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The future for an historic Knoxville home is still pending approval from the Knoxville City Council, but the developer is now explaining his vision.

Paul Murphy has a contract to purchase the 1920s Christenberry Home and property, which sits along Kingston Pike. He hopes to give the spot a new look.

"I plan on restoring the property to its former glory and making it a private residence," Murphy said. "And back behind on the water front, I plan on doing 28 condo units for sale."

Before he can build those high-end condos, likely valued between $400,000-$600,000 each, Murphy needs to rezone the property for multi-family dwelling.

The Metropolitan Planning Commission already approved his rezoning proposal, 11-1, during the April meeting. Now, the City Council must approve the plan, too.

Not everyone in the neighborhood is on board with Murphy's plan. Hundreds of people in the Kingston Pike-Sequoyah Hills Neighborhood Association have already signed a petition asking City Council to vote against the rezoning proposal, citing concerns about traffic, the future of the historic home, and the greater impact to the neighborhood.

[Read more about the opposition's argument, here]

Murphy, who lives just a few doors away from his Christenberry development project, is also a member of the neighborhood association.

"Every time they've asked me, I've met with the board members," he said, addressing concerns about communication between himself and those who oppose his plan.. "I'm a member of the association, as well and -- I think – a pretty good neighbor. I bought a house and renovated it, and plan on doing the same here."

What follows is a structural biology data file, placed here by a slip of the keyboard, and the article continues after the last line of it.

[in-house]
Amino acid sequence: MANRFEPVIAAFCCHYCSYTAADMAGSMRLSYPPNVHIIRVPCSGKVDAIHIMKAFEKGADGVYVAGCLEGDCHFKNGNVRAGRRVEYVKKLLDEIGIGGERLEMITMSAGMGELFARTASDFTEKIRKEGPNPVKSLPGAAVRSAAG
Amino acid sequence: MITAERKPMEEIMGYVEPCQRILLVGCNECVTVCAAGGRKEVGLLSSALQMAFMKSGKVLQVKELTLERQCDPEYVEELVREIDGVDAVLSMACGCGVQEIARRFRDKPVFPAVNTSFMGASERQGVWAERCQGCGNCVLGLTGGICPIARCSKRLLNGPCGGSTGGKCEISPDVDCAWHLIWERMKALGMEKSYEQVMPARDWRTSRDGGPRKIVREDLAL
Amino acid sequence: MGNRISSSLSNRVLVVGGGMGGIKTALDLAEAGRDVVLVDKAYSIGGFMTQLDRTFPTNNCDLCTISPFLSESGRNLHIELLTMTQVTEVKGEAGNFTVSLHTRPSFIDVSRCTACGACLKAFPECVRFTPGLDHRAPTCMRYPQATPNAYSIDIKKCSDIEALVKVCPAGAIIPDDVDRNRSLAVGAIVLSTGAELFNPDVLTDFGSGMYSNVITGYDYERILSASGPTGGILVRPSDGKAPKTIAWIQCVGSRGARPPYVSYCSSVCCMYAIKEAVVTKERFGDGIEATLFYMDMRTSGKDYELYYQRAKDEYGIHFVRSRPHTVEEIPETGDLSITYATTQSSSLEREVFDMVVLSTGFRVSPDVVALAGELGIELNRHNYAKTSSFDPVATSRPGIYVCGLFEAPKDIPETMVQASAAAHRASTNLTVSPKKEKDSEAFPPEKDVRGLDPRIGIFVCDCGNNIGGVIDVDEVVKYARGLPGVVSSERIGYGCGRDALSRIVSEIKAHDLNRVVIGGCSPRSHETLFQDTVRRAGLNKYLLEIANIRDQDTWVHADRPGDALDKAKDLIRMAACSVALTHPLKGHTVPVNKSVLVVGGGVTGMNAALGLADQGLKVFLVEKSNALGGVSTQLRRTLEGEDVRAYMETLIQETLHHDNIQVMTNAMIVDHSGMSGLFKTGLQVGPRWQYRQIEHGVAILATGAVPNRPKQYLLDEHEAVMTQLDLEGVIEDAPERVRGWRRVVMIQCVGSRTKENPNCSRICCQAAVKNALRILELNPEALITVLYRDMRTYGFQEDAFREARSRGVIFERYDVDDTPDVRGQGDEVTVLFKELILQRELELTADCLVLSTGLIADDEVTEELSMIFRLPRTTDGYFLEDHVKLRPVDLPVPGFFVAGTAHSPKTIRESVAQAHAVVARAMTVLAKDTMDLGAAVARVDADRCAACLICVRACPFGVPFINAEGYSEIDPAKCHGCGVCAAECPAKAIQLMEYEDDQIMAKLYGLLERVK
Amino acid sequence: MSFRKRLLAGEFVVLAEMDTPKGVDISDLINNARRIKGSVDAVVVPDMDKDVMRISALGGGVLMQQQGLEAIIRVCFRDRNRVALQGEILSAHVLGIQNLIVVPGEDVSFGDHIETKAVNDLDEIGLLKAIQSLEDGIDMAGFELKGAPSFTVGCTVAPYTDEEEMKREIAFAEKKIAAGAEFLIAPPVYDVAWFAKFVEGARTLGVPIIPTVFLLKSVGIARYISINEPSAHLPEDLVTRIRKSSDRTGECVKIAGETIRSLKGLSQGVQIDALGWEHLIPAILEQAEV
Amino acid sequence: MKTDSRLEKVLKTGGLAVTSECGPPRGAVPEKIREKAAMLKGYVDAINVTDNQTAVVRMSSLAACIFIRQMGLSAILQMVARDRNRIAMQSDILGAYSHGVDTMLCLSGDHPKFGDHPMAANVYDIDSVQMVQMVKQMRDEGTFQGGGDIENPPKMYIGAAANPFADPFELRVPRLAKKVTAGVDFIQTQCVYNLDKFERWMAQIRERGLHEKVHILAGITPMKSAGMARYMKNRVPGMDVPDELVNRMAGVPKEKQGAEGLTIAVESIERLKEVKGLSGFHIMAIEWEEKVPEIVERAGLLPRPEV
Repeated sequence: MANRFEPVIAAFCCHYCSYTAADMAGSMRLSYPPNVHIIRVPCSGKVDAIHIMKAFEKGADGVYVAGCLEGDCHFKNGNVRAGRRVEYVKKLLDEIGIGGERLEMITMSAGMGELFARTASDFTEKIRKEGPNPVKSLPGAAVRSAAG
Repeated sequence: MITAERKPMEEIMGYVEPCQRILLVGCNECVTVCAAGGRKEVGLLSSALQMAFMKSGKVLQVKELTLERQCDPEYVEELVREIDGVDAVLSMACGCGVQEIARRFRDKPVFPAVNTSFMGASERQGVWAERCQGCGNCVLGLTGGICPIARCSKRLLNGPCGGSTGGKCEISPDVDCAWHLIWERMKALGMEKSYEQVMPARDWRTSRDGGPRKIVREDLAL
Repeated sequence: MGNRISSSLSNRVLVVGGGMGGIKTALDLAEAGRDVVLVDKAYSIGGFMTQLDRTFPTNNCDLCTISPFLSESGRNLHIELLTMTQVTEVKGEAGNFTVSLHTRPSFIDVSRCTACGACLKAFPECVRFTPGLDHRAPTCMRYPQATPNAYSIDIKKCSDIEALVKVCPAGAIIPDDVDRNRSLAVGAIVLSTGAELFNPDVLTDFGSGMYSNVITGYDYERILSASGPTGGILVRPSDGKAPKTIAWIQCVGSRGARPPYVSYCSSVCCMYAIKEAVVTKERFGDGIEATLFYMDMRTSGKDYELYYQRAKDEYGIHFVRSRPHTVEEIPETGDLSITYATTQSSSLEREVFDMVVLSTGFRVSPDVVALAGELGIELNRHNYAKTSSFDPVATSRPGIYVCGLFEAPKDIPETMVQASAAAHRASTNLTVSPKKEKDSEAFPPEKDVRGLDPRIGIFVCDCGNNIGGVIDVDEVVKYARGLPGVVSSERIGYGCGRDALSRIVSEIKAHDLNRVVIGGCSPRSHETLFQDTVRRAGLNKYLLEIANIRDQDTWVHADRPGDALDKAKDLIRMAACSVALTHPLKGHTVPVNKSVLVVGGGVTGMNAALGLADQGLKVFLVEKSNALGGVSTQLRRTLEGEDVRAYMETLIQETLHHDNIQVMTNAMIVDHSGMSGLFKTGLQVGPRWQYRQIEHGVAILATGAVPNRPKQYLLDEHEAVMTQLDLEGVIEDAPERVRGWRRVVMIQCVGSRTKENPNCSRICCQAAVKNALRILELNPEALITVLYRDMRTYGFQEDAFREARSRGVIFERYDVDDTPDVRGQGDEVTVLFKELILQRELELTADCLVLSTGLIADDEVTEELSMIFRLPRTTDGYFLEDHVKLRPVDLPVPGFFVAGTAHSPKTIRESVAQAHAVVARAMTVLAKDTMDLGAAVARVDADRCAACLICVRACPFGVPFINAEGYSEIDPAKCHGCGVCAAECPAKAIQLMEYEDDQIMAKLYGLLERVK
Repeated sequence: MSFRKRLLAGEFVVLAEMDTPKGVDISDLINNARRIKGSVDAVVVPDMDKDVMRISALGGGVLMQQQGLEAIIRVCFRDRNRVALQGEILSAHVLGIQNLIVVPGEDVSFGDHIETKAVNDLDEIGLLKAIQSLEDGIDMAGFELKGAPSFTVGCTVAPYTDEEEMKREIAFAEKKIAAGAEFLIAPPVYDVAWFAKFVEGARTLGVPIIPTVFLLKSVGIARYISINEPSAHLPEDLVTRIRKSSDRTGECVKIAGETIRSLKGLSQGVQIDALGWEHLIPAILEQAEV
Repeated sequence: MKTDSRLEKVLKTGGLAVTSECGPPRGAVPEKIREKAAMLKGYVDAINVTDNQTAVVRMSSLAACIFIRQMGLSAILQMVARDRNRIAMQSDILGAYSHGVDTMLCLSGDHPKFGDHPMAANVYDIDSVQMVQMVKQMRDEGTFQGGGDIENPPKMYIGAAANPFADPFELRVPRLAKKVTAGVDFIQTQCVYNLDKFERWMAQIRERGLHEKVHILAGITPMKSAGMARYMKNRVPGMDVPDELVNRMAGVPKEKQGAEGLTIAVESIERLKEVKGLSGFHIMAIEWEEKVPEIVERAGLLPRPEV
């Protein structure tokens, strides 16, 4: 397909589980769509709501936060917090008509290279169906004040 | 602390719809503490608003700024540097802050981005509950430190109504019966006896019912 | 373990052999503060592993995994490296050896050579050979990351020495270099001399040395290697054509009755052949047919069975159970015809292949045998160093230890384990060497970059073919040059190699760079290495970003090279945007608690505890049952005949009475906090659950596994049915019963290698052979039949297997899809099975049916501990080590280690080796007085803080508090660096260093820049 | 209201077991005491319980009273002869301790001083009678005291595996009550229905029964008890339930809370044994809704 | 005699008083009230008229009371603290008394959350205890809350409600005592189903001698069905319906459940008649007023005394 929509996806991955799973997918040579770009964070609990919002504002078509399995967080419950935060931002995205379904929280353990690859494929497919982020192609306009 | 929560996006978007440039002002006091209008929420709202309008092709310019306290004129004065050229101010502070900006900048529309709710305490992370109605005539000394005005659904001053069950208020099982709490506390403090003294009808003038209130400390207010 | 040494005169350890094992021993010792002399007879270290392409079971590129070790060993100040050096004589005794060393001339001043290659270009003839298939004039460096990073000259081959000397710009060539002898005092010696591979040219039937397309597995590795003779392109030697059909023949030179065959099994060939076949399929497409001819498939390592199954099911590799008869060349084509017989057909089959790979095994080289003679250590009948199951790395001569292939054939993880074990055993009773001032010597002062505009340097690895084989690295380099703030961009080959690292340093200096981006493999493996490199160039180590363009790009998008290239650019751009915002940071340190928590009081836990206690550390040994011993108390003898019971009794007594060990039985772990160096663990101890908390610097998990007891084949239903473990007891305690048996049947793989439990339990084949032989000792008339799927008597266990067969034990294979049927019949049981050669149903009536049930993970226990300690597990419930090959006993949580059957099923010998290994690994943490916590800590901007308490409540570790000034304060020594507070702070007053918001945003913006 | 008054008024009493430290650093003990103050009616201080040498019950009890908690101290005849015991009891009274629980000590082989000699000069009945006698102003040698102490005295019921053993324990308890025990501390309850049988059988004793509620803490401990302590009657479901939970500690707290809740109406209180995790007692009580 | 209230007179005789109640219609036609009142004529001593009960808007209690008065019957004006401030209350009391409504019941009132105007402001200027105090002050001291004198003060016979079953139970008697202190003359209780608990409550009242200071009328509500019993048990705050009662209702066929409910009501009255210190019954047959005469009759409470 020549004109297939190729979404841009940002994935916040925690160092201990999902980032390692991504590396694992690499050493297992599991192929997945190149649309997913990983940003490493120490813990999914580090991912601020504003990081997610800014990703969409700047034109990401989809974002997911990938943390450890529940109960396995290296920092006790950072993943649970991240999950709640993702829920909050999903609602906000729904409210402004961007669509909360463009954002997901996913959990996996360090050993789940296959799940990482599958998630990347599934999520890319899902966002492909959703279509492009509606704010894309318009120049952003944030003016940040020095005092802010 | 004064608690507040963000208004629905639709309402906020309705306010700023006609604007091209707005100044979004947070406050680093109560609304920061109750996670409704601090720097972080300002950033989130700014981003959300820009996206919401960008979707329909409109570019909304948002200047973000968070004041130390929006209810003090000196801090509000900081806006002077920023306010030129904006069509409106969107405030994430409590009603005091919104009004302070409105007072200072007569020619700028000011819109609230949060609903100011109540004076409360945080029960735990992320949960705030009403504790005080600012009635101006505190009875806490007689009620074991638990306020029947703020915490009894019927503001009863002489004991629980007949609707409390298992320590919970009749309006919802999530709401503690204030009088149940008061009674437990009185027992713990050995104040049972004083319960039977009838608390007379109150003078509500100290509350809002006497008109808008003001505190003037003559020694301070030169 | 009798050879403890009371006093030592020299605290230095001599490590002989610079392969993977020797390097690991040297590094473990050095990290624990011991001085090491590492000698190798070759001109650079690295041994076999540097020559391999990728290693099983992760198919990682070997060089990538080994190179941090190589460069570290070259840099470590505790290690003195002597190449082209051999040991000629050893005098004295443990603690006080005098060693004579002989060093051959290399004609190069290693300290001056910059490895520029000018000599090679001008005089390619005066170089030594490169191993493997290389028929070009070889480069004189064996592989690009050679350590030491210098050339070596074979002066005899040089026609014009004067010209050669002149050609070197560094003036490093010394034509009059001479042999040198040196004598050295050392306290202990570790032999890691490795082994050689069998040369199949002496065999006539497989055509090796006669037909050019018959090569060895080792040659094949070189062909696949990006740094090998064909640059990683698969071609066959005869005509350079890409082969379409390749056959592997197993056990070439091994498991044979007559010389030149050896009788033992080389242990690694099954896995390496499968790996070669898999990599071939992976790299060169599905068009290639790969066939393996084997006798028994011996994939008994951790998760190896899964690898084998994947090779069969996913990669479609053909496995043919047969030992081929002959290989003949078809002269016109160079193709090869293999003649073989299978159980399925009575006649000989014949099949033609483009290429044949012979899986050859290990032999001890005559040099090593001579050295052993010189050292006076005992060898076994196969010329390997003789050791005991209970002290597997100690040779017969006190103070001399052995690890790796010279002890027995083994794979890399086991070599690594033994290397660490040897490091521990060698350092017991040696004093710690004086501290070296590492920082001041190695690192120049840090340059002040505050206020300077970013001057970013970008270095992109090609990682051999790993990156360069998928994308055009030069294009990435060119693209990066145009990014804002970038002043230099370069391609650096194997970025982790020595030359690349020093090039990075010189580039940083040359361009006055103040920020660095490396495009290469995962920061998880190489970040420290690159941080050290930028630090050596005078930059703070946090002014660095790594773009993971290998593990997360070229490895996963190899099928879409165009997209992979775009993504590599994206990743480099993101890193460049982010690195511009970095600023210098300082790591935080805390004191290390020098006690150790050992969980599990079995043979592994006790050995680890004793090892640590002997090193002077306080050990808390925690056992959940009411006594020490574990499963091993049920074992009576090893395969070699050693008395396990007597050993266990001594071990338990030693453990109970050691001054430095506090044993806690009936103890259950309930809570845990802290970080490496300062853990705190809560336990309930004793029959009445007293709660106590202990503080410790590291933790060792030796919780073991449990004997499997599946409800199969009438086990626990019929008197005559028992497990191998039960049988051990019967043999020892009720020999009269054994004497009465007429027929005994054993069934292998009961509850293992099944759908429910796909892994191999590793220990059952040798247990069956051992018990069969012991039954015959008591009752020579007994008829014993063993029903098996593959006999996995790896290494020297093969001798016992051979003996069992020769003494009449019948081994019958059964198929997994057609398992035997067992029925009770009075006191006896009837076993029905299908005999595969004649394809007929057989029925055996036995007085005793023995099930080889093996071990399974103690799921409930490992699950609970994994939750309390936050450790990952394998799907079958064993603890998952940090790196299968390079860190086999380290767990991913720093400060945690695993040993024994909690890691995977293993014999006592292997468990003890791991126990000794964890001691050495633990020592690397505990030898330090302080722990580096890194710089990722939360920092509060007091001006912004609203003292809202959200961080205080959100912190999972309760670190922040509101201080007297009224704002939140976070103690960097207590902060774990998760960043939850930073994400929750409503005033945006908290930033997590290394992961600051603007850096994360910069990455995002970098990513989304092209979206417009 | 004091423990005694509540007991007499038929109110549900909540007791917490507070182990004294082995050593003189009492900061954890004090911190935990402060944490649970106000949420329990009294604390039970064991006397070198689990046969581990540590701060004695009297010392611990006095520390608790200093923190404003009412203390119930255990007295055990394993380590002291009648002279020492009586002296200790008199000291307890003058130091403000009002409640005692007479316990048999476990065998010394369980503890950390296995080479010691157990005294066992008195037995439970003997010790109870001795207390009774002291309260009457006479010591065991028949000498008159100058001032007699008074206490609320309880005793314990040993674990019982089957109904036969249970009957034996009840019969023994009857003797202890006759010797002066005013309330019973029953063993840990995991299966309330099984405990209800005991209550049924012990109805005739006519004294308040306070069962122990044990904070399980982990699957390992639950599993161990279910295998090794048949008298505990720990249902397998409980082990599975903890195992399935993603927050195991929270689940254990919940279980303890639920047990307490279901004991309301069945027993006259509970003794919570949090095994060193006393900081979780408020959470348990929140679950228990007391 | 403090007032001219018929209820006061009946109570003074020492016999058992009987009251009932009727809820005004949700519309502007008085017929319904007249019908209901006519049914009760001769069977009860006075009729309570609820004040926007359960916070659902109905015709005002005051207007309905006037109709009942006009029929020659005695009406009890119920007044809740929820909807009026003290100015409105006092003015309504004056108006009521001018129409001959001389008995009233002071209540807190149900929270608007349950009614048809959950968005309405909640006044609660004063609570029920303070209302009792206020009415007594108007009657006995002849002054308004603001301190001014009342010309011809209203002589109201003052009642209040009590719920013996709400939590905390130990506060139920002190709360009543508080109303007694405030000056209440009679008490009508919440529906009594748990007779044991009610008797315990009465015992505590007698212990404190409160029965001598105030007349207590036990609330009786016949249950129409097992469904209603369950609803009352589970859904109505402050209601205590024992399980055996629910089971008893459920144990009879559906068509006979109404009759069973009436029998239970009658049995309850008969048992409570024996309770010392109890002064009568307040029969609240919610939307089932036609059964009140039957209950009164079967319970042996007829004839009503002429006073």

He addressed some concerns listed by those on the petition:

Some have argued the condos will bring even more traffic to an already dangerous road.

"It would be less than 1 percent of the average daily volume," Murphy said. "You get about 27,000 trips per day on Kingston Pike. It would be about 1 percent of that."

He is still considering parking options for those who will live in the condos, but suggested structured parking. He hopes to have design renderings and an exact site plan ready soon.

Some members of the neighborhood association have also argued Murphy's plan will set a precedent for more redevelopment in the area.

As he answered, Murphy pointed to a church next door to the property.

"That's one of the reasons I even considered bringing it up for rezoning," he said. "Sequoyah Hills has a myriad of different zoning: R2, commercial, and my closest neighbors are RP1, six units an acre. That's what I'm asking for. So it fits in with the neighborhood."

The Kingston Pike Sequoyah Hills Association will discuss the rezoning issue at its annual meeting this Thursday at 7:00 pm at Sequoyah Hills Presbyterian Church.

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